What I can do is tell a story, a story of my own black contemporary futures – one that has not been demoralised by White Systemic language and Violence. My works seek to re-imagine what it means to be Black and Powerful and Magical and Beautiful and Sacred and Ethereal and Super Transformed abled beings. This Conversation encapsulates my previous works in that it is the virtual expression of PINA (2018/9,  a dance work in three parts, and Indabuko, a visual film shot in Kwa Zulu Natal (2014). Both of these works have travelled to Sweden, Amsterdam, Rotterdam, Ghana, Mozambique and South Africa over the last 5 years. In this Fellowship, I hope to achieve a more appealing populous language of Black Queer both on virtual and non-virtual platforms – language that is less discriminatory, apologetic, empathic but more universal; utopias in structure and more magical in nature.


PINA was the first iteration of this exploration. Here, we looked into the dismantling of systems of power and it became a purge into what can be new. The choice of place, on the parapet of the historically laden Castle of Good Hope, the narrow bricked space, a liminal edge, and the iconic Table Mountain silhouetted in dramatic pink evening light – a powerful backdrop to a very intimate and unexpected performance piece. At first the viewer is surprised by the sculptural and evocative visuals; the use of brightly coloured plastic pegs as face markers, fan-like, framing the face in a strangely masked identity filled with the pathos of an ambivalent minstrel. Upon the shaven head, a surreal mammalian tongue is precariously balanced, creating a tension between the head and shoulders and the body. Everything is poised and strained in a beautifully crumpled suit, waiting to be moved deeply from within. The dance performed a journey of embodiment that provokes a deeply rooted and silent question of, “what do you see, when you see me?” The rawness and universality of PINA explores the historical and internalized trauma of the black masculine body and the possibilities of the many awakening personae that lie deeply within that body. The piece examines some of these possibilities through a range of precise, detailed gestures and innovative choreography. The witness is left in awe of what the body can endure, and how we are all complicit in its history.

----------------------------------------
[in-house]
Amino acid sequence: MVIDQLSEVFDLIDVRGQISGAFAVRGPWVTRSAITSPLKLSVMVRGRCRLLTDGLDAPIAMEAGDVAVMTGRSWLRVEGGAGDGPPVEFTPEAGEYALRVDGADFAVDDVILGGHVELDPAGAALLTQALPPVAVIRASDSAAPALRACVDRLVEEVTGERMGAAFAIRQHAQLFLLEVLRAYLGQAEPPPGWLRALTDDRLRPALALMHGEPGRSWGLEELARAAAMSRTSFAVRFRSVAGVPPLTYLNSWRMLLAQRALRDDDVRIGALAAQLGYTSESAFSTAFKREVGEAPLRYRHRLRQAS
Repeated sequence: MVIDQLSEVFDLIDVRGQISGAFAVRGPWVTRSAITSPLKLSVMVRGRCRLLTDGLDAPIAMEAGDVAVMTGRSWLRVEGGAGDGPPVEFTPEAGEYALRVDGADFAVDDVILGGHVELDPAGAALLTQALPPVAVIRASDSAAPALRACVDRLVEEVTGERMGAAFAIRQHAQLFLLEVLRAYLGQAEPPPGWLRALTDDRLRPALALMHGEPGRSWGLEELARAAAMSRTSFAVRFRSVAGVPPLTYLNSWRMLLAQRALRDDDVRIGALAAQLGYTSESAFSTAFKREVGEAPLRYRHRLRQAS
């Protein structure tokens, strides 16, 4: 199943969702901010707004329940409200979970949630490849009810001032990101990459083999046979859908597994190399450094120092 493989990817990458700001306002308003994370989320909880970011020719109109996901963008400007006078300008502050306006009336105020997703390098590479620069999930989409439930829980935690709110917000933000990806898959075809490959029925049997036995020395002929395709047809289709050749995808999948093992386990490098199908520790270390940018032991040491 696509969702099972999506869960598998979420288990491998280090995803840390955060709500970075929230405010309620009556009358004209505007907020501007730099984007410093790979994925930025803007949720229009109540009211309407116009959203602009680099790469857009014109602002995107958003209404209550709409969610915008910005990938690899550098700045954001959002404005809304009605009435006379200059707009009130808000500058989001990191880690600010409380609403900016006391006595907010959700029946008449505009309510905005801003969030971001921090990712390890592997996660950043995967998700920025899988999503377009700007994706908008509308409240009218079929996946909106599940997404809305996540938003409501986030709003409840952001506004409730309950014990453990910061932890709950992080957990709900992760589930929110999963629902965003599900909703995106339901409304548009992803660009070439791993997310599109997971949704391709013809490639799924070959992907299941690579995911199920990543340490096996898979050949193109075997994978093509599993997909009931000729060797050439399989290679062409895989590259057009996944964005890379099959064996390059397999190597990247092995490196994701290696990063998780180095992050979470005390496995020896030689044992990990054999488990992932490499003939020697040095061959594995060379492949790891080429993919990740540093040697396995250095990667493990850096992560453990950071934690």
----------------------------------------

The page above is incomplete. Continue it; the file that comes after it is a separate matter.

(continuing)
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Kwanele Finch Thusi

Kwanele Finch Thusi

Born in 1990, Kwanele Finch Thusi began working extensively in contemporary dance and dance teaching in 2013. As a teacher, entrepreneur, and director, Kwanele Finch Thusi has created an innovative and inspiring body of work and workshops, and has performed in numerous local and international festivals. In 2014, he developed a series of workshop sessions and dance knowledge classes called Moving Bodies which have reached over 1500 students and performers.

Since 2015, he has been in collaboration with the Forgotten Angle Theatre Collaborative (Mpumalanga) and The Drama For Life Company in Johannesburg, teaching, mentoring and creating solo works for festivals such as AfroVibes (2017), My Body My Space (2016) and a recent collaboration titled AfriQueer (2016) directed by Warren Nebe which was performed in Botswana and then reworked for the National Arts Festival where the production was awarded the 2016 Adelaide Tambo Award for Human Rights. With the Forgotten Angle Theatre, Finch has been part of community art development in under-resourced facilities in Limpopo, Polokwane, and Bloemfontein.

Finch founded the Kwanele Global Collective (KGC) for contemporary dance, theatre, and music, which he runs currently. KGC is a growing association of 40 members connecting across Europe and beyond, which aims to strengthen professional practice through developing audiences and public engagement, as well as to expand creative collaborations and empower serial creativity.

Finch is also the lead Movement Coach for a new Dance Series that is in partnership with Netflix and Blue ice Productions based in Cape Town.

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